Roy W. Spencer, Ph. D.
March 1, 2010
As I discussed in my last post, I’m exploring the International Surface Hourly (ISH) weather data archived by NOAA to see how a simple reanalysis of original weather station temperature data compares to the Jones CRUTem3 land-based temperature dataset.
While the Jones temperature analysis relies upon the GHCN network of ‘climate-approved’ stations whose number has been rapidly dwindling in recent years, I’m using original data from stations whose number has been actually growing over time. I use only stations operating over the entire period of record so there are no spurious temperature trends caused by stations coming and going over time. Also, while the Jones dataset is based upon daily maximum and minimum temperatures, I am computing an average of the 4 temperature measurements at the standard synoptic reporting times of 06, 12, 18, and 00 UTC.
U.S. TEMPERATURE TRENDS, 1973-2009
I compute average monthly temperatures in 5 deg. lat/lon grid squares, as Jones does, and then compare the two different versions over a selected geographic area. Here I will show results for the 5 deg. grids covering the United States for the period 1973 through 2009.
The following plot shows that the monthly U.S. temperature anomalies from the two datasets are very similar (anomalies in both datasets are relative to the 30-year base period from 1973 through 2002). But while the monthly variations are very similar, the warming trend in the Jones dataset is about 20% greater than the warming trend in my ISH data analysis.
This is a little curious since I have made no adjustments for increasing urban heat island (UHI) effects over time, which likely are causing a spurious warming effect, and yet the Jones dataset which IS (I believe) adjusted for UHI effects actually has somewhat greater warming than the ISH data.
A plot of the difference between the two datasets is shown next, which reveals some abrupt transitions. Most noteworthy is what appears to be a rather rapid spurious warming in the Jones dataset between 1988 and 1996, with an abrupt “reset” downward in 1997 and then another spurious warming trend after that.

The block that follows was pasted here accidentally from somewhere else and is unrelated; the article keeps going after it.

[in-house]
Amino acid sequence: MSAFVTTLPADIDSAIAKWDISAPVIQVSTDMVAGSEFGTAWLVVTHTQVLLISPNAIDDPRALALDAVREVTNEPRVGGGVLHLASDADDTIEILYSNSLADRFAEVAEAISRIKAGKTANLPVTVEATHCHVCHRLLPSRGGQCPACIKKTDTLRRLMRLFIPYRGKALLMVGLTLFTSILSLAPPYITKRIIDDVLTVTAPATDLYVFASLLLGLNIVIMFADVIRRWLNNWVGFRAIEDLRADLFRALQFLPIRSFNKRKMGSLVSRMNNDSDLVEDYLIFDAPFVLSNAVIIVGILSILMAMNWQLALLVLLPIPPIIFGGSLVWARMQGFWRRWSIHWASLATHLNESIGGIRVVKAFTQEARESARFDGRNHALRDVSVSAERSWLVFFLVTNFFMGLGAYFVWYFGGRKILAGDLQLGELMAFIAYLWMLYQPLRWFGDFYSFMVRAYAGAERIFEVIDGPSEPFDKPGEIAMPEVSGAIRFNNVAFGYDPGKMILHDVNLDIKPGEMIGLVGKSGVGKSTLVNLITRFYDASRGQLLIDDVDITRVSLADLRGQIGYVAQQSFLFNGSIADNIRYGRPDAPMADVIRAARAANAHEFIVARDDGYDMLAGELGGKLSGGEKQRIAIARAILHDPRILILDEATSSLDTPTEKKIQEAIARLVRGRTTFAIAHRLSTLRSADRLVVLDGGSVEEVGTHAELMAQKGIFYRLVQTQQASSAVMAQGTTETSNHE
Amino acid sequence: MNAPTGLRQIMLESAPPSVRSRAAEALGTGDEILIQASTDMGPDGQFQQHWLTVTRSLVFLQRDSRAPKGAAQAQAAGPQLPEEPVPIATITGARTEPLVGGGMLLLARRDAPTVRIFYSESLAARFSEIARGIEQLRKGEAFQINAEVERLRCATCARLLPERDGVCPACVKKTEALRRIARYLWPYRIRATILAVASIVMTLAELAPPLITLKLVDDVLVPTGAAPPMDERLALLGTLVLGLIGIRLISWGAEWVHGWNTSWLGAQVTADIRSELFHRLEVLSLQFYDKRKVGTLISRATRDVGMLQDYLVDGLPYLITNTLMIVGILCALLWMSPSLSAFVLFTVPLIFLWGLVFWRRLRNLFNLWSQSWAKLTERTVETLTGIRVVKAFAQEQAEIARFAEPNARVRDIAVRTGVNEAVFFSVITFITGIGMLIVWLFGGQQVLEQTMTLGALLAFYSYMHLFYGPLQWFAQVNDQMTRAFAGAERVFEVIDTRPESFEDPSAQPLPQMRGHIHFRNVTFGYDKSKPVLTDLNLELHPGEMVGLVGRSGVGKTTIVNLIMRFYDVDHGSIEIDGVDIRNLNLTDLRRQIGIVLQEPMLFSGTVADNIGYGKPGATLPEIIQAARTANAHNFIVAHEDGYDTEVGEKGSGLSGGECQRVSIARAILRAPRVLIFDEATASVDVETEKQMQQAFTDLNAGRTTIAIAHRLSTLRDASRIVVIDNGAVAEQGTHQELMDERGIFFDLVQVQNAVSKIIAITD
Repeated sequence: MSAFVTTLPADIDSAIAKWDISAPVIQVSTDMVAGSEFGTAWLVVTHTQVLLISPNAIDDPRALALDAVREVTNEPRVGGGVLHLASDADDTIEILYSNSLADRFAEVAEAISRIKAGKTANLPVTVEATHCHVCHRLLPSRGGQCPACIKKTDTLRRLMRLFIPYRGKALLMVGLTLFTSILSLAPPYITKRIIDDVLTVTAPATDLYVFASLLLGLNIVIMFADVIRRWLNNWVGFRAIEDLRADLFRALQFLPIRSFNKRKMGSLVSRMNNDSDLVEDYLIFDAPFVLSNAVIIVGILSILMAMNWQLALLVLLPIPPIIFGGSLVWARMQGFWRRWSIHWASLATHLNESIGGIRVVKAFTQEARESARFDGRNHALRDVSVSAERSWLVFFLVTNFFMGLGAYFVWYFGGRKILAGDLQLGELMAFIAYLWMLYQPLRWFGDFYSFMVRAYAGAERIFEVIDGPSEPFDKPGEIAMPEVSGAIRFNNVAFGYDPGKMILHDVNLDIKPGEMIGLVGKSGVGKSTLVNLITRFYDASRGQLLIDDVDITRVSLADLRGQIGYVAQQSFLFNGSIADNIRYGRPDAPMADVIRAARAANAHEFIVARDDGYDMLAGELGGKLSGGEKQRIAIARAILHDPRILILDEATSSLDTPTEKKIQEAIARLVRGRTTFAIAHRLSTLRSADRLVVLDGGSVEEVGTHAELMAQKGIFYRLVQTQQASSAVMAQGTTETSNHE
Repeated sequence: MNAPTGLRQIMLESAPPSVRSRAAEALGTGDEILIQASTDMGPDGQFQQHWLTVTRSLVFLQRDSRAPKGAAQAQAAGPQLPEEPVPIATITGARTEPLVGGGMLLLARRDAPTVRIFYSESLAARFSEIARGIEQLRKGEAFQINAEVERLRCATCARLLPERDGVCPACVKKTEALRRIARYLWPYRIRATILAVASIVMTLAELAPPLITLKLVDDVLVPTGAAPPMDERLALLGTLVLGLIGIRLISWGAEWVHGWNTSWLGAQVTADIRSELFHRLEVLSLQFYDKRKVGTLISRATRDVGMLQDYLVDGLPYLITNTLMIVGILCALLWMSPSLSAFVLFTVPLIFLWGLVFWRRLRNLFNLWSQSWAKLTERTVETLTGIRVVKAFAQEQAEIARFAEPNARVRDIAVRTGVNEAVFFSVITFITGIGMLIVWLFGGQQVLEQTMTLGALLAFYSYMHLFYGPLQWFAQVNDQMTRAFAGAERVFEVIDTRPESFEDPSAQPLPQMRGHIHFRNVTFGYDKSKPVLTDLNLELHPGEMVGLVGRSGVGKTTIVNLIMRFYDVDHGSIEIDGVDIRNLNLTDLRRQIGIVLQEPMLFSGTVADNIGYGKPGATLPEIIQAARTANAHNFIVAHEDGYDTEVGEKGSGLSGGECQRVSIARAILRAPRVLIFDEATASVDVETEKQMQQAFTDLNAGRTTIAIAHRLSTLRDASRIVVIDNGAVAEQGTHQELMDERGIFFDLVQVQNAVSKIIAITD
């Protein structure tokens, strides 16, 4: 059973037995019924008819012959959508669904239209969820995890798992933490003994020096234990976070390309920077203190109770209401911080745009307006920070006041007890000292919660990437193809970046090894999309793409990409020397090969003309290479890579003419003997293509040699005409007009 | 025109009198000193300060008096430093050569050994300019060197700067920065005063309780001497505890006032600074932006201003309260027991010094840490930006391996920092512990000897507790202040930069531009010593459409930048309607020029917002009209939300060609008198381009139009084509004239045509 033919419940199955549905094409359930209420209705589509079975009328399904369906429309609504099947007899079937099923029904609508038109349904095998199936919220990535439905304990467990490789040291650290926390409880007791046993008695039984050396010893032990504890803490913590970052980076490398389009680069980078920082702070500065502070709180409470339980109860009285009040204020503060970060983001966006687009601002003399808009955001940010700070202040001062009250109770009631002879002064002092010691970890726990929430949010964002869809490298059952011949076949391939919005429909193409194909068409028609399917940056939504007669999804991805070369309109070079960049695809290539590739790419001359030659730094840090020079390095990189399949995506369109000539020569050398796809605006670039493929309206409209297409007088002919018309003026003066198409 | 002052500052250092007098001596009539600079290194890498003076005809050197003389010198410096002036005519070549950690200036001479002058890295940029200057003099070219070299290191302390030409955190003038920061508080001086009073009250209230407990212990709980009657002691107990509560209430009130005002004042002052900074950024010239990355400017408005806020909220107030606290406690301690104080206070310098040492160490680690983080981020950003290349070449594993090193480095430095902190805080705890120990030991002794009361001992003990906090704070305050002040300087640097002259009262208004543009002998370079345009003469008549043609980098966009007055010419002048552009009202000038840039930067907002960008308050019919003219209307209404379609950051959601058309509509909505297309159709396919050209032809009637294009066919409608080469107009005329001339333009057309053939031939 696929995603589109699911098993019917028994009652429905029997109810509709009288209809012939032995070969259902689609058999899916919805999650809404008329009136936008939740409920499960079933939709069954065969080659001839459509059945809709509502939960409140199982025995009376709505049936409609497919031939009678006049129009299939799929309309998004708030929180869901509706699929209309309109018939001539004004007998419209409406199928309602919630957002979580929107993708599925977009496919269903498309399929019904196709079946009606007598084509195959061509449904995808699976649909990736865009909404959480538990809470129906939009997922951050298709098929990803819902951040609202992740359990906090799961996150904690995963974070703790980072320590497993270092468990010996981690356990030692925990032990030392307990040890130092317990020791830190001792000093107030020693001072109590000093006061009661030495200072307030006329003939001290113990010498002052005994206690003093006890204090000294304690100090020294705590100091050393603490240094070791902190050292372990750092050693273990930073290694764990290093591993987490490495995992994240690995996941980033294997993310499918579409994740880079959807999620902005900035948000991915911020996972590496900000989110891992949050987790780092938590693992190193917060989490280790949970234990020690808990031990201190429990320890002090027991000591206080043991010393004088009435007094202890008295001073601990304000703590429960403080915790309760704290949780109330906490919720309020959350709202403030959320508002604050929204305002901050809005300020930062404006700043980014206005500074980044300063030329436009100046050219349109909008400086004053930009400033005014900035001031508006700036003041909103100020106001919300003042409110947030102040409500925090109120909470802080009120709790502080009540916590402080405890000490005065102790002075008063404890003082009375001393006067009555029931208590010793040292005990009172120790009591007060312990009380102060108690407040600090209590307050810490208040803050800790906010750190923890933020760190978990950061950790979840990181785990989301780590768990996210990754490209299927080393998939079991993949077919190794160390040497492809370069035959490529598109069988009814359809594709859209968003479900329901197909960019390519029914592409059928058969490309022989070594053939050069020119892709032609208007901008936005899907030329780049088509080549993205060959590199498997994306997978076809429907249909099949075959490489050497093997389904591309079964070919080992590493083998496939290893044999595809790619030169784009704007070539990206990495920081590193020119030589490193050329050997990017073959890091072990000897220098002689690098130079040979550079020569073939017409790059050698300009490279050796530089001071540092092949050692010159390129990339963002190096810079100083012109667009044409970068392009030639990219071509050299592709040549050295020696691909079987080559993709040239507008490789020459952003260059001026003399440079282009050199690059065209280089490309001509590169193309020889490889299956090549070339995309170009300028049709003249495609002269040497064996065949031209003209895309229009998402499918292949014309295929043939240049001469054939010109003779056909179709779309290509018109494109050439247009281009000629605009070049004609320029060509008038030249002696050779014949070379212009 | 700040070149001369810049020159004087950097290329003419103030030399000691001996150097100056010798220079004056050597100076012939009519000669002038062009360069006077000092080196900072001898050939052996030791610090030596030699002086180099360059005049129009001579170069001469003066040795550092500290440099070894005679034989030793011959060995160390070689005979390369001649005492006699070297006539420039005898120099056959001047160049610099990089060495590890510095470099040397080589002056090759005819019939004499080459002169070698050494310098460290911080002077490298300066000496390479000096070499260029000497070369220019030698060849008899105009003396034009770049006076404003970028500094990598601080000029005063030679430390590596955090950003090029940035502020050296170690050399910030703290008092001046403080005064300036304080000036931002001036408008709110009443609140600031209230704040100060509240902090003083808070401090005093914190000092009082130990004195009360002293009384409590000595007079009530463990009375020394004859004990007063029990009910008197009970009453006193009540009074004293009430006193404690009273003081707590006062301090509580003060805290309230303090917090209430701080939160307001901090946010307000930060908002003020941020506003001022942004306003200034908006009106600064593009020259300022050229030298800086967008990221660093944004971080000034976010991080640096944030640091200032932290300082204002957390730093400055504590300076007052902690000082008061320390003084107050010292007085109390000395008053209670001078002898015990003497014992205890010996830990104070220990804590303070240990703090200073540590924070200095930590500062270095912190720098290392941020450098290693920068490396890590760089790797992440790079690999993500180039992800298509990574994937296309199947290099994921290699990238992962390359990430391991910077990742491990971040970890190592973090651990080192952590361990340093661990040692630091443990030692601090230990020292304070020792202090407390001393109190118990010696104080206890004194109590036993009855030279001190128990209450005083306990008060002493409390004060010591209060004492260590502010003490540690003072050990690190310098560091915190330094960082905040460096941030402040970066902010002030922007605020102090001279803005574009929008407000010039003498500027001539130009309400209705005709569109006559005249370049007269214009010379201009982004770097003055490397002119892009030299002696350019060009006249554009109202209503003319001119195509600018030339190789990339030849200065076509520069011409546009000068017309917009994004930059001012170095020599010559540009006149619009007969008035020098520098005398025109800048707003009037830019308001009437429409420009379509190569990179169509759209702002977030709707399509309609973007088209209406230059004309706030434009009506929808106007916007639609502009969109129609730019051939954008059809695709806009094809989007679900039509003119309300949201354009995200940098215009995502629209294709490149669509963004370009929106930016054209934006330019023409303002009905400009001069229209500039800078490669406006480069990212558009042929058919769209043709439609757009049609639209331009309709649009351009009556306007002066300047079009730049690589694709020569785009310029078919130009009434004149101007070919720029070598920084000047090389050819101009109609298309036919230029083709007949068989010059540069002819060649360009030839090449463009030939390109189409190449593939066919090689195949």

While it might be a little premature to blame these spurious transitions on the Jones dataset, I use only those stations operating over the entire period of record, which Jones does not do. So, it is difficult to see how these effects could have been caused in my analysis. Also, the number of 5 deg grid squares used in this comparison remained the same throughout the 37 year period of record (23 grids).
The decadal temperature trends by calendar month are shown in the next plot. We see in the top panel that the greatest warming since 1973 has been in the months of January and February in both datasets. But the bottom panel suggests that the stronger warming in the Jones dataset seems to be a warm season, not winter, phenomenon.
THE NEED FOR NEW TEMPERATURE RENALYSES
I suspect it would be difficult to track down the precise reasons why the differences in the above datasets exist. The data used in the Jones analysis has undergone many changes over time, and the more complex and subjective the analysis methodology, the more difficult it is to ferret out the reasons for specific behaviors.
I am increasingly convinced that a much simpler, objective analysis of original weather station temperature data is necessary to better understand how spurious influences might have impacted global temperature trends computed by groups such as CRU and NASA/GISS. It seems to me that a simple and easily repeatable methodology should be the starting point. Then, if one can demonstrate that the simple temperature analysis has spurious temperature trends, an objective and easily repeatable adjustment methodology should be the first choice for an improved version of the analysis.
In my opinion, simplicity, objectivity, and repeatability should be of paramount importance. Once one starts making subjective adjustments of individual stations’ data, the ability to replicate work becomes almost impossible.
Therefore, more important than the recently reported “do-over” of a global temperature reanalysis proposed by the UK’s Met Office would be other, independent researchers doing their own global temperature analysis. In my experience, better methods of data analysis come from the ideas of individuals, not from the majority rule of a committee.
Of particular interest to me at this point is a simple and objective method for quantifying and removing the spurious warming arising from the urban heat island (UHI) effect. The recent paper by McKitrick and Michaels suggests that a substantial UHI influence continues to infect the GISS and CRU temperature datasets.
In fact, the results for the U.S. I have presented above almost seem to suggest that the Jones CRUTem3 dataset has a UHI adjustment that is in the wrong direction. Coincidentally, this is also the conclusion of a recent post on Anthony Watts’ blog, discussing a new paper published by SPPI.
It is increasingly apparent that we do not even know how much the world has warmed in recent decades, let alone the reason(s) why. It seems to me we are back to square one.
This article was posted: Monday, March 1, 2010 at 5:20 am